My husband and I visited the Florida State Fair for Valentine's Day. It was a beautiful, blue skied-day, cool but not cold. The kind of day that calls you outside. First, we strolled through Cracker Country, a permanent village made up of historic Florida buildings.
Next, we toured the farm exhibits. The baby goats were hard to resist.
Then the smell from the food carts lured us to the midway.
Last stop, the exhibition hall, where we stepped into the middle of a crew setting up for a mayonnaise commercial in a circus exhibit. Yep, mayonnaise and circuses. Who knew?
It was just the kind of day I needed to recharge my muse batteries. We all have dry spells, when the creative well is empty. One of the best ways I've heard to refill the well is to have fun, do something different, get away from your normal life. If you're frustrated by writer's or artist's block, you can't find the solution to that problem spot in your drawing, can't find the end of your story or worse, you've run out of ideas for new work, your brain needs a break. Get away. Take a walk somewhere interesting. Go to a concert, a circus, a fair. Even reading a great book can give your brain the vacation it needs to recharge. The trick is to completely forget the work that tied your mind in a knot. It'll unwind when you stop trying so hard.
Today's art is inspired by the circus exhibit. It's my first attempt at drawing a fantasy creature from the book I'm working on. And the book isn't a fantasy. Ponder that!
Spring's here, no doubt. The azaleas are blooming and bees buzzing, oak pollen turning cars green. All that activity woke my muse from her long winter nap, ending an excruciating dry spell. She's granted me three picture book stories and rough sketches for a dummy book. While attempting to resurrect last year's novel, the protaganist of my very first book appeared. I listened to her telling her story in my head for a week and finally gave her the floor.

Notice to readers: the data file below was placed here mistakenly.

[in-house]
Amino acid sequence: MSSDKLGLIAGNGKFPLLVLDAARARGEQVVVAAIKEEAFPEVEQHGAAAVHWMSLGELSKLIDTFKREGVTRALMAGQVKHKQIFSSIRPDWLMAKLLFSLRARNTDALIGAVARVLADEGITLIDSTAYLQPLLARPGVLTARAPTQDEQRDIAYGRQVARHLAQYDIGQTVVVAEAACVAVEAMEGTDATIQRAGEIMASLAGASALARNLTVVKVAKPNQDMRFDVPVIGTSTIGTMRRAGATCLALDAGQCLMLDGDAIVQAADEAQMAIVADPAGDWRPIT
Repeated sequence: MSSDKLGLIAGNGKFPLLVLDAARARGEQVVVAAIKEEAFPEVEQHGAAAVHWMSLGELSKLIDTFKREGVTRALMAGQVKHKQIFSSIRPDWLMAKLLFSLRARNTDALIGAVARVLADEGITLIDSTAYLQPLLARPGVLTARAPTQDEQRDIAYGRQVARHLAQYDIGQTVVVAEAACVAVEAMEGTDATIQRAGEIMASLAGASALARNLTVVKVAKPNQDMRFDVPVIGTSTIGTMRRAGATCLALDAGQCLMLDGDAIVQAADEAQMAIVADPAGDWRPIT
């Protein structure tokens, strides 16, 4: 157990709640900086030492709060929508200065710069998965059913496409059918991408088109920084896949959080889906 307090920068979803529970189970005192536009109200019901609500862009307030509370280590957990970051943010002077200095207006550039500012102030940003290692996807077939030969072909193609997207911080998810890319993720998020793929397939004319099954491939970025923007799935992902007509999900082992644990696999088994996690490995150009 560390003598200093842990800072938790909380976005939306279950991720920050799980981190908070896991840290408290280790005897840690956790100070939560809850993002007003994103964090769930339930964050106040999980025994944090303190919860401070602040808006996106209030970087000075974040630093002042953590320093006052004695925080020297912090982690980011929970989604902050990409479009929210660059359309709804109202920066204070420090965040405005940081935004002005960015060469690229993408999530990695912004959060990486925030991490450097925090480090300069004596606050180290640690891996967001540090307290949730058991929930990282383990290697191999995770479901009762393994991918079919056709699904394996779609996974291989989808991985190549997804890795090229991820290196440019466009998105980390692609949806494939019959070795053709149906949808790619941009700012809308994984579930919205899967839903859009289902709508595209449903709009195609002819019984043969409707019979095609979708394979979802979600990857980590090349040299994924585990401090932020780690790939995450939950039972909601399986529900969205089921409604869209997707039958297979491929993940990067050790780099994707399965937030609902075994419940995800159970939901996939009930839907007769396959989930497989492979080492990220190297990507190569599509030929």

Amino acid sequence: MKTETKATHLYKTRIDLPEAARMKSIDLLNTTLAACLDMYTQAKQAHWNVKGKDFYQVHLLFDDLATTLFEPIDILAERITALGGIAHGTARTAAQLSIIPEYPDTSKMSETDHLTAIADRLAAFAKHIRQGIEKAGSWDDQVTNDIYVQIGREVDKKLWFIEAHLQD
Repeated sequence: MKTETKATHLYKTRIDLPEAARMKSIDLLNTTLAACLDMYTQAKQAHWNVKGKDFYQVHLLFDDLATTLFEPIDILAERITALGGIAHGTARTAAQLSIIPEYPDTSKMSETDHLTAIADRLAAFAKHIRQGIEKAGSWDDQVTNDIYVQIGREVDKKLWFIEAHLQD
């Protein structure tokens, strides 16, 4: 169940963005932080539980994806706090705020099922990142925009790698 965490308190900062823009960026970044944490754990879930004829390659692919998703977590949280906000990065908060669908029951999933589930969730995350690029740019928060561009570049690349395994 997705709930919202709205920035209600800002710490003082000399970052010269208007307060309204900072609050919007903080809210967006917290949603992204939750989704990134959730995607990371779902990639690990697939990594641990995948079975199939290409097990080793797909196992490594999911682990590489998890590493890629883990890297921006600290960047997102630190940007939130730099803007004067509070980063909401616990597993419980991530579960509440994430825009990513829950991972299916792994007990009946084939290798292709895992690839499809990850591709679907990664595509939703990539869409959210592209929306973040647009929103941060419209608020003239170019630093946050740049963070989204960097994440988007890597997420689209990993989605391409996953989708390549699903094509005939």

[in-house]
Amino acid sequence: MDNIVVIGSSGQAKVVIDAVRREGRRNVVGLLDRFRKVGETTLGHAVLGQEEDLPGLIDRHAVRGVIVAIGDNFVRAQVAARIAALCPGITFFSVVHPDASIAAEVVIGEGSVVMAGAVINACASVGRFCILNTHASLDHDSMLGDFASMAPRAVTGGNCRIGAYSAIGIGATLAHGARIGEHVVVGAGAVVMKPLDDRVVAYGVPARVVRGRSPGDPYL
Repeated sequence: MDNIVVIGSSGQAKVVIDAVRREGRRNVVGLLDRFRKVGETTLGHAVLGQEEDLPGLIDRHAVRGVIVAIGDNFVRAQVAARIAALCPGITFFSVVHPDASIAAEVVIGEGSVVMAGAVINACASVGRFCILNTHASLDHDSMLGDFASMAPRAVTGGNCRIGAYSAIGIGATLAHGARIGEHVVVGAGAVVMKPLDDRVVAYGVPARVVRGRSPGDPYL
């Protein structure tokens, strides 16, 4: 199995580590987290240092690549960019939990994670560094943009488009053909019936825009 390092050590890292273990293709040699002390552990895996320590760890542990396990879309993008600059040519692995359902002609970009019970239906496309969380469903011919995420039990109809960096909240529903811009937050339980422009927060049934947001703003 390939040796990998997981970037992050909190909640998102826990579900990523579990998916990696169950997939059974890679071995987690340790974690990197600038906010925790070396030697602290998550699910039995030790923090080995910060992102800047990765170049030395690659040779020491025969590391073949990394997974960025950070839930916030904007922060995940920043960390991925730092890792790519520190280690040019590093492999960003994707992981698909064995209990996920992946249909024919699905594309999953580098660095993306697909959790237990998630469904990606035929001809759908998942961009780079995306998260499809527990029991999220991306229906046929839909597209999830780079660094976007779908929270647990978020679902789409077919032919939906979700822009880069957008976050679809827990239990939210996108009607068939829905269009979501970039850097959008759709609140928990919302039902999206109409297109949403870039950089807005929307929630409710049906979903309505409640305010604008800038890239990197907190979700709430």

That's the thing about stories. You can't always control them. I considered my first book a learning experience and wasn't sure I'd ever revisit it. But here it is revived. I spent a week digesting the original's weak plot and passive protaganist and brainstorming new material. Chapter one is roughly written and the story's unfolding bit by bit. There's so little of the first book in it, they're barely related.
Picture books aren't docile either. Once you step into that realm, ideas for new stories multiply. I've been working on a dog book for kidlitart's dummy book challenge. Last weekend, a new story popped up and wrote itself in one day. I thought, maybe I should illustrate this story instead. New stories always seem shinier than old ones. They glow with potential, especially since no one else has seen them. Then you take them to critique and before you even get there, doubt dulls their finish. Afterwards, no matter how high the praise, you know that story won't shine again without lots of polish.
But I'm not complaining. I'm happy to have something to polish and I'm learning to accept the mercurial fountain that springs stories to life, grateful for the words that come.
I write middle grade and young adult books with a magical twist. And creatures, always creatures. I'm represented by the fabulous Leslie Zampetti of Dunham Lit.
Baggott, Asher & Bode
Rear in Gear
Kate DiCamillo on Writing